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Dale (not his real name) was in my office, and through sobs of despair and shame, he said, “I don’t know what happened or why, but I cheated on my wife, and now she’s found out and is leaving me.”

I wish I could tell you confessions like that are rare. They’re not.

The question I want you to consider with me is this: Is illicit sex worth it?

In particular, are adultery and pornography worth the cost?

On a regular basis, I teach that sex is a gift from God, and it is. Regardless of the current level of satisfaction in your marriage, sex is a blessing from the Creator. He wants you to experience loving, creative, and exciting sex with your spouse. That’s God’s plan, and after over forty years of marriage, I can tell you from firsthand experience—it’s awesome when his plan comes together.

Few want to hear this, and even fewer believe it nowadays, but illicit sex outside of your marriage, including adultery and pornography, is costly. Tragically, we humans tend to focus on the “fringe benefits” of immorality rather than the high cost of our infidelities.

According to researchers:

Forgiveness is everything. Seriously, everything, especially when you realize how much you and I need it.

I’ve lived about 22,000 days. Let’s say I’ve sinned an average of four to five times a day or about once every three or so hours while awake. That would mean I’ve blown it about 100,000 times in my life so far.

Of course, you’re thinking, “No way, not Kurt; he’s much holier than that!” Or, you might truly know me and think that number is far too low!

The fact of the matter is, the Bible defines sin as missing the mark. Anytime I miss the mark of perfection, that qualifies as a sin in God’s eyes.

I think something that God would never think. Sin.

I look at something that God would never look at. Sin.

I say something God would never say. Sin.

I don’t do or say something God would do or say. Sin.

I look at a person in a way God would never view a person. Sin.

I treat my wife, children, grandchildren, family or friends in an uncaring or thoughtless way. Sin.

I pretend to be something I’m not. Sin.

I react in fear rather than respond in faith. Sin.

I act…

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Liked

The desire to be liked and approved of by others runs deep in most of us. Maybe all of us. We are wired for connection to other humans. We are made to be in meaningful relationships. And when we know or sense that someone in our sphere of influence doesn’t like us, it hurts.

From the time we start school as young children, we do whatever we can to gain the acceptance and approval of others.

  • If we’re nerdy, we play the smart card.
  • If we’re goofy, we play the fun card.
  • If we’re athletic, we play the jock card.
  • If we’re musical, we just play something, anything (even a trumpet) to fit in with others who are like us — hoping beyond hope that others will embrace us as valuable.

As we enter our teen years, we might feign apathy and act as if we don’t care about being liked.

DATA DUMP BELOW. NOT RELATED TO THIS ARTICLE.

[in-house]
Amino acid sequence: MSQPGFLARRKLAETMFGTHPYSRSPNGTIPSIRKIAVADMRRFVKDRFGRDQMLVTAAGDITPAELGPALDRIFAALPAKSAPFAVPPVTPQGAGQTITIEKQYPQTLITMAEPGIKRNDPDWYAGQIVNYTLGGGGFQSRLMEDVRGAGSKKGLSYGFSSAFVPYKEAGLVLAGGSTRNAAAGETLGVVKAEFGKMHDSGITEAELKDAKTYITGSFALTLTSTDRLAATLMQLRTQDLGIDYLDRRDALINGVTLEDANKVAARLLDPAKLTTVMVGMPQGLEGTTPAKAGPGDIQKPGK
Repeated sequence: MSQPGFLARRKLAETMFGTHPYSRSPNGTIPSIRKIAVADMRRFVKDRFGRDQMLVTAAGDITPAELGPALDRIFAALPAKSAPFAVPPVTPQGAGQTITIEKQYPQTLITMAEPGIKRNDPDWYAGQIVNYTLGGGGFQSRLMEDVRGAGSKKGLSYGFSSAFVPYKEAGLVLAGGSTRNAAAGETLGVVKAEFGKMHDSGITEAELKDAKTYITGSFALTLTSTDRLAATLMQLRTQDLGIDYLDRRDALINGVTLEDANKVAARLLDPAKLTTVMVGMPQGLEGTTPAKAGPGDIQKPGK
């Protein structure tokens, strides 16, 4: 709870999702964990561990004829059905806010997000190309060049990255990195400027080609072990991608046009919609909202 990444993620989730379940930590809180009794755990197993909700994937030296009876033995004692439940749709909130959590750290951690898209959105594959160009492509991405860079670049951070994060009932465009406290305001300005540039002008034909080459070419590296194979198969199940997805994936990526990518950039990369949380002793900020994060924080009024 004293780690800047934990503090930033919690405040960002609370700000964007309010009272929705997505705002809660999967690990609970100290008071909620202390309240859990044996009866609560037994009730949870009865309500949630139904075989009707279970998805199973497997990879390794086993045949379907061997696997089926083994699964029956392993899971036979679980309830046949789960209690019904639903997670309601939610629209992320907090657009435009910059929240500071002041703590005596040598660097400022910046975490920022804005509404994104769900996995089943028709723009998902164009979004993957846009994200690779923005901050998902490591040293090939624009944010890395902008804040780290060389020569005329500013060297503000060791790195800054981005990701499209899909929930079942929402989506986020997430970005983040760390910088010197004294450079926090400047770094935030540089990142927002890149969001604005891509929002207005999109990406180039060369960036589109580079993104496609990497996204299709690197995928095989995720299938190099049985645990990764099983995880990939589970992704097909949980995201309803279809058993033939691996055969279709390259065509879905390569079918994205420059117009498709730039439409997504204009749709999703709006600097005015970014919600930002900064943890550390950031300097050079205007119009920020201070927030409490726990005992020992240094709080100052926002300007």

But we do care. A lot.

Over time, after a broken heart or two or 20, and after rejection after rejection, we typically start to withdraw in an act of self-preservation. However, our retreat from people doesn’t stop our deep-seated need to be recognized and…

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Broken

An old friend, Richard, recently called me. He used to live in town and attend my church. For the past seven years or so, he’s been a member of a large church in Phoenix.

We were catching up and reminiscing about old friends when he said to me, “I had coffee with my current men’s pastor yesterday, and he told me some honest things about his marriage and about something stupid he said to his wife.”

I chimed in, “That’s cool!”

He awkwardly paused, and then said with a confused tone, “How is that cool?”

“It’s cool that your pastor owned his stuff and that he’s being real with you. It’s the people who try to hide and deny their sins that worry me.”

Bob said, “I guess I expected the guy pastoring men to be . . . well . . . to be more spiritually mature.”

Without hesitation, I reminded Bob of the many times he heard me tell stories of my idiocy. I also told him we all walk with a limp, and none of us is without a soul blemish or two (or 20).

On this side of eternity, the reality we don’t like to admit,…

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I’m not sure when it happened, but somewhere along the way, I became the old guy on our church staff. I don’t think of myself as old. I’m social media savvy. I text on my iPhone 7 Plus. I even have a Snapchat account (though I’m not sure why, because I don’t use it).

Of course, I don’t wear skinny jeans, spike my hair, have a long beard, or have the coolest eyeglasses. I don’t sleep more than 6 or 7 hours a night. I still say “dude,” and I enjoy a mid-afternoon power nap. I also now qualify for the senior discount at a growing number of places.

Okay, at almost 60, maybe I am old, but I’m learning some things about relating to Millennials. I’ll get there in a second, but let’s first attempt to describe who is what.

The generation breakdown is a bit difficult to define. In fact, the U.S. Census Bureau doesn’t classify the different generations except for Boomers (those born between 1946 and 1964, who are roughly 52-70 years old).

The media, or some self-proclaimed pundits somewhere, have said that Gen-Xers are those born between 1965 and 1981, those…

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A few months ago, a young woman I’ve known all her life looked at me and said, “What’s that on your face?”

She’s the bold, outspoken type, so her question didn’t shock me, but I said, “What particular blemish are you talking about?”

“The hole in your cheek!”

“Oh, you mean the pockmark?”

Suddenly it dawned on her; I just pointed out a pitted scar left by a pimple on my pastor’s face!

I chuckled and said, “It’s okay, I embrace my flaws.”

Awkward for her.

Not so much for me.

Why do we try to hide our imperfections? It’s a great question.

Perhaps it’s because we fear rejection. Maybe it’s that we think more highly of ourselves than we ought. Of course, we could just be afraid of scaring small children.

Whatever the reason, there is a freedom that comes in our relationships when we know we are loved regardless of our flaws.

Frankly, at my age, you do one of two things when it comes to your appearance:

  • Spend a lot of time and money on hiding your blemishes.
  • Accept the reality that you are far from perfect and it’s okay.

I choose to accept my imperfections.

One of my…